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Migratory Bird
Bird
Bird
migration is the regular seasonal movement, often north and south along a flyway, between breeding and wintering grounds. Many species of bird migrate. Migration carries high costs in predation and mortality, including from hunting by humans, and is driven primarily by availability of food. It occurs mainly in the northern hemisphere, where birds are funneled on to specific routes by natural barriers such as the Mediterranean Sea
Mediterranean Sea
or the Caribbean Sea. Migration of species such as storks, turtle doves, and swallows was recorded as many as 3,000 years ago by Ancient Greek authors, including Homer
Homer
and Aristotle, and in the Book of Job
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Duke Of Holstein-Gottorp
Holstein-Gottorp or Schleswig-Holstein-Gottorp is the historiographical name, as well as contemporary shorthand name, for the parts of the duchies of Schleswig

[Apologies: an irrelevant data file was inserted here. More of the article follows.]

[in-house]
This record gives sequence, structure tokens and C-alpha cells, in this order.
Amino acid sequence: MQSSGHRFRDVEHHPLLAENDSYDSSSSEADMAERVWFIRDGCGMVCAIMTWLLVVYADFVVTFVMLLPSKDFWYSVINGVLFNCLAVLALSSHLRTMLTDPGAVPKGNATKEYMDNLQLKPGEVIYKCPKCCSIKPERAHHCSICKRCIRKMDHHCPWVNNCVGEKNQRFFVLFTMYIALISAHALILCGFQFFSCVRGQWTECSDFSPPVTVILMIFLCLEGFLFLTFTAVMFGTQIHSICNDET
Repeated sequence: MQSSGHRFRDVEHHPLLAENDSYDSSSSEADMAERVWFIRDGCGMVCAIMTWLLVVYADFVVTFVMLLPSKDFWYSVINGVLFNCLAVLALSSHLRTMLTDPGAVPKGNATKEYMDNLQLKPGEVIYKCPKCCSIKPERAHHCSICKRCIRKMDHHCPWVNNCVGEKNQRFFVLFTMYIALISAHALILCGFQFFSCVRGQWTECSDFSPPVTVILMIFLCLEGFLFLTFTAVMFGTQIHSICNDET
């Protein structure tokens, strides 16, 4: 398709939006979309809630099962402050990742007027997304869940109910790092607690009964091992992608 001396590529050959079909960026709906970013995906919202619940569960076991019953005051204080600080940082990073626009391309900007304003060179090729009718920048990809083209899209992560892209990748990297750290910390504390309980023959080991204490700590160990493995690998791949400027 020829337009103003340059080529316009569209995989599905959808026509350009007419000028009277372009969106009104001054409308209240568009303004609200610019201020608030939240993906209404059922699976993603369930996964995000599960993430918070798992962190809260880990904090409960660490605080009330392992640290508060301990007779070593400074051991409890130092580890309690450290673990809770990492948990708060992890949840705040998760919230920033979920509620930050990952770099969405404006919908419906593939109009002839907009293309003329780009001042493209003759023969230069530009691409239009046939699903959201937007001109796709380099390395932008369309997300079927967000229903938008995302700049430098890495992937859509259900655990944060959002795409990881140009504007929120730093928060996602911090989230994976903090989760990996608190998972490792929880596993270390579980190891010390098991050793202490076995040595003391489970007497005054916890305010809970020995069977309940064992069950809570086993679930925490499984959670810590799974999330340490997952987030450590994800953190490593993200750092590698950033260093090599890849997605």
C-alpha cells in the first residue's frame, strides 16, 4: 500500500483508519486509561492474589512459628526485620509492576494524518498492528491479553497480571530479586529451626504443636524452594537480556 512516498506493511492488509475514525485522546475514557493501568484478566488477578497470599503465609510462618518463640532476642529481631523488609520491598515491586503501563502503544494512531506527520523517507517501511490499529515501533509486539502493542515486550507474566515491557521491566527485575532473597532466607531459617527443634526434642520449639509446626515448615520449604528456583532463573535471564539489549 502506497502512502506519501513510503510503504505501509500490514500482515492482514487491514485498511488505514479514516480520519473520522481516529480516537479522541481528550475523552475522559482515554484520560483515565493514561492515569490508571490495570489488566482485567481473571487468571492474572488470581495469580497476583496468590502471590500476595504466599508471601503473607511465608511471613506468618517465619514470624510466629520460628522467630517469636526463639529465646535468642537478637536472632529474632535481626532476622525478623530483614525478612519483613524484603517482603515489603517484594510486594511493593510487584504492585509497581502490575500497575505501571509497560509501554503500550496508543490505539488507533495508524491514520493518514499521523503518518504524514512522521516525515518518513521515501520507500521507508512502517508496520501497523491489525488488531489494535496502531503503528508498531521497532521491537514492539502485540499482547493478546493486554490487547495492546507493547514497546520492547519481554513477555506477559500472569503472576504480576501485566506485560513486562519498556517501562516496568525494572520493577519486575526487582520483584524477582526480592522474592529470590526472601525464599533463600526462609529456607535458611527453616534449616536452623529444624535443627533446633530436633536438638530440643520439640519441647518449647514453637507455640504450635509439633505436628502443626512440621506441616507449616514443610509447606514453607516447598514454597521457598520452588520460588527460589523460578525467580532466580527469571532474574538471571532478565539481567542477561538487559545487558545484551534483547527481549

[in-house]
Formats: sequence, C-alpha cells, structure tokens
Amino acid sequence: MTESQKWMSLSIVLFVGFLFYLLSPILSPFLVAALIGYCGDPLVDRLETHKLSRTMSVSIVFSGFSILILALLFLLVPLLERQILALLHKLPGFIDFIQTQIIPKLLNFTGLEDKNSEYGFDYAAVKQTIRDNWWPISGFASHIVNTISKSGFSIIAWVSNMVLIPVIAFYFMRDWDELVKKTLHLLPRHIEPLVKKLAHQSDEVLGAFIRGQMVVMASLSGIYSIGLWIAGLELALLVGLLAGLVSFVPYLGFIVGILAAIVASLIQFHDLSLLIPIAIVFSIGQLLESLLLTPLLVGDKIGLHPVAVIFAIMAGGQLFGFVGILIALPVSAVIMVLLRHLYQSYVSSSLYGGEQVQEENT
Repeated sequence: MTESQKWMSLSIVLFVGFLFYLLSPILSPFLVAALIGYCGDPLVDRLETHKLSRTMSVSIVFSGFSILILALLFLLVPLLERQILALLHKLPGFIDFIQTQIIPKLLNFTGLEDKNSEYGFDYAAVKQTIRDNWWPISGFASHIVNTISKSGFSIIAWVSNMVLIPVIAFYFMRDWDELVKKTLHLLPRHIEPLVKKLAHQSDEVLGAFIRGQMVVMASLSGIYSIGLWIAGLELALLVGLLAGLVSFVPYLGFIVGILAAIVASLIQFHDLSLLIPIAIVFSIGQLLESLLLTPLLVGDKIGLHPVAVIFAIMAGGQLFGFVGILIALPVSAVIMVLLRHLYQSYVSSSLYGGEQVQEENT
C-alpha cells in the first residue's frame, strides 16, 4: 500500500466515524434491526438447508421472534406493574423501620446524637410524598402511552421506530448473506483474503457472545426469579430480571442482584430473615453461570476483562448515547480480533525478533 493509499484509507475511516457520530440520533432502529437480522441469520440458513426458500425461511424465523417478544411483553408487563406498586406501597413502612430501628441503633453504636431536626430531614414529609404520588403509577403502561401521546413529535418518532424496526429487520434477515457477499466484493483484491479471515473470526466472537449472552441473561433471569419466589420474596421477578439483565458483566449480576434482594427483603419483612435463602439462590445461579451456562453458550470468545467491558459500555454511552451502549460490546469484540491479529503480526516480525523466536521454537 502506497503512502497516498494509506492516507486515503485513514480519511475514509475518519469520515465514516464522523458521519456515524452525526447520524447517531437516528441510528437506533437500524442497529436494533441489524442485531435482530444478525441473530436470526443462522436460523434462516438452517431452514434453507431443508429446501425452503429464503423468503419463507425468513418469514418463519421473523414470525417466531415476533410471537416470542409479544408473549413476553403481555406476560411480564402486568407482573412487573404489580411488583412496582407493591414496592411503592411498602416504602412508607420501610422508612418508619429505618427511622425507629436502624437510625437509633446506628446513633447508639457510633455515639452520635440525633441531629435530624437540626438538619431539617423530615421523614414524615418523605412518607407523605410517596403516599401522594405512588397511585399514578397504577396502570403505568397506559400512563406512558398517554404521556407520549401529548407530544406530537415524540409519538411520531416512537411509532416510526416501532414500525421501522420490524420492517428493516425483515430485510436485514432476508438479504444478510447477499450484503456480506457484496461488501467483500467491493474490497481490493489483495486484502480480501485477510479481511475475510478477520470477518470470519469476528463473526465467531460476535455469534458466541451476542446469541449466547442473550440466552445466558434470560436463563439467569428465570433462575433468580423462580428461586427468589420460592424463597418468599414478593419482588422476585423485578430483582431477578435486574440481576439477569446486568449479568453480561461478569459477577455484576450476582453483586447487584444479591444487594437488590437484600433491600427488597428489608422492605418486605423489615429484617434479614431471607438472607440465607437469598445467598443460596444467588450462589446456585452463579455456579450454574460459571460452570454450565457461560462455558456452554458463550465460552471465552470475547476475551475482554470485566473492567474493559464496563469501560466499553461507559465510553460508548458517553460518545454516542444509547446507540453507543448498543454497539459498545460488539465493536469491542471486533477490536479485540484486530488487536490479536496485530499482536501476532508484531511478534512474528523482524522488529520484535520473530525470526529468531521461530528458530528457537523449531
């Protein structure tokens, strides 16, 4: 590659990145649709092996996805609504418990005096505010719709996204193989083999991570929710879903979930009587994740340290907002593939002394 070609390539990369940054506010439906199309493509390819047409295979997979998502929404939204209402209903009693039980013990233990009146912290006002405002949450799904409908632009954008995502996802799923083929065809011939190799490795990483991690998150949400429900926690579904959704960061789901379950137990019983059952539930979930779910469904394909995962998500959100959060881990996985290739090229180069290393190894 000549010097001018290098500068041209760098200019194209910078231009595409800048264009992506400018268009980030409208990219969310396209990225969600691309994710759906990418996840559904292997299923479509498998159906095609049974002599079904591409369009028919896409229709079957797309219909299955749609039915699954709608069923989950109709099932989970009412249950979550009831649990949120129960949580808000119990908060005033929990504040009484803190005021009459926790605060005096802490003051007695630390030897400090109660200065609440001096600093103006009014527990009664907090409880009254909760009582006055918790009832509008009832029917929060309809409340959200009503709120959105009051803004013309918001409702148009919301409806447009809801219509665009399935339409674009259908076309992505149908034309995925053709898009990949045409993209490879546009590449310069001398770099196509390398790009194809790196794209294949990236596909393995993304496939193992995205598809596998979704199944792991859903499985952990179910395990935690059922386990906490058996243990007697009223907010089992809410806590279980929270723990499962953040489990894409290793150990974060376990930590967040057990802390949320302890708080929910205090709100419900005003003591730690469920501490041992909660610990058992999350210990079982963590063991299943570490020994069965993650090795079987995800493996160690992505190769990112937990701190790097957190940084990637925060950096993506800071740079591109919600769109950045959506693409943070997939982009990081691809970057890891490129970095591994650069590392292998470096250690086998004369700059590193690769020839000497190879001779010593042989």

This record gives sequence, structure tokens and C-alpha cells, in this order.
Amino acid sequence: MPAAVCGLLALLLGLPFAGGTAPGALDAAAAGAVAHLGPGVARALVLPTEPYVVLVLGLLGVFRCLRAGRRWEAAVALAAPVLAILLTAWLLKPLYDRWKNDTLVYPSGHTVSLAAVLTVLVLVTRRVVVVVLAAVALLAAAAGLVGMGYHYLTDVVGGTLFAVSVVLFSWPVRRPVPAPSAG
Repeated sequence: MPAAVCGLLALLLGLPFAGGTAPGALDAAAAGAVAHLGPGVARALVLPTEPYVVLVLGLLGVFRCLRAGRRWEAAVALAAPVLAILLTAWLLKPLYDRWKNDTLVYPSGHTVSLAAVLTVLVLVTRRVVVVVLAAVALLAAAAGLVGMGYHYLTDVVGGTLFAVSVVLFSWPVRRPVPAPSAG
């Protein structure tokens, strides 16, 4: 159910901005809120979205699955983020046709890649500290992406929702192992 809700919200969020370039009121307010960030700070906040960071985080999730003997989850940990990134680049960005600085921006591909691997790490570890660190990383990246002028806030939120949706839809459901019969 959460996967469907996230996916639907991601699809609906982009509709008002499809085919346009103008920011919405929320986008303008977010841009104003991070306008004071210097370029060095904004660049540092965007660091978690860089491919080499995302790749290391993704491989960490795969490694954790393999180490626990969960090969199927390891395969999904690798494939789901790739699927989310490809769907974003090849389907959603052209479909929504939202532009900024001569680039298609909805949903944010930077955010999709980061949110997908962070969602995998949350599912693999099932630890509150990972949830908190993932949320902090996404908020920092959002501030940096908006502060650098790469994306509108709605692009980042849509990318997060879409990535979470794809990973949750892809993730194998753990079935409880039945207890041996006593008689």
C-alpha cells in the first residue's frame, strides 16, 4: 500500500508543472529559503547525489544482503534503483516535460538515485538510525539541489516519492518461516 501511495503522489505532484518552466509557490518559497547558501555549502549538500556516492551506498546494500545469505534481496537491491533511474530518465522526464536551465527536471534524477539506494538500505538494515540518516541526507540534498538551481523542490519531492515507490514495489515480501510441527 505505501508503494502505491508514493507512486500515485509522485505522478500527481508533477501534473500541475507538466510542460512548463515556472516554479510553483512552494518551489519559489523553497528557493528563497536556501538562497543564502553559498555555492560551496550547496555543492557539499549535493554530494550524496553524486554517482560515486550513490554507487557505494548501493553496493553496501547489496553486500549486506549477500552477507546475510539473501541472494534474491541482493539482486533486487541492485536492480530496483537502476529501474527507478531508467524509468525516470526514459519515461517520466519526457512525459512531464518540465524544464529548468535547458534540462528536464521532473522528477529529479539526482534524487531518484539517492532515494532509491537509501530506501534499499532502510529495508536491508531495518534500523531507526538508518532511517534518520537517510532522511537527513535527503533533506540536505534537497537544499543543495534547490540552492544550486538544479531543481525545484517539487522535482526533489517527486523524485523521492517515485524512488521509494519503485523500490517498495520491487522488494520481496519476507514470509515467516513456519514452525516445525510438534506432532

Schleswig
and Holstein, also known as Ducal Holstein, that were ruled by the dukes of Schleswig-Holstein-Gottorp. Other parts of the duchies were ruled by the kings of Denmark. The territories of Gottorp are located in present-day Denmark
Denmark
and Germany. The main seat of the dukes was Gottorf Castle
Gottorf Castle
in the city of Schleswig
Schleswig
in the duchy of Schleswig. It is also the name of the ducal house, which ascended to several thrones
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Germany
Coordinates: 51°N 9°E / 51°N 9°E / 51; 9Federal Republic
Republic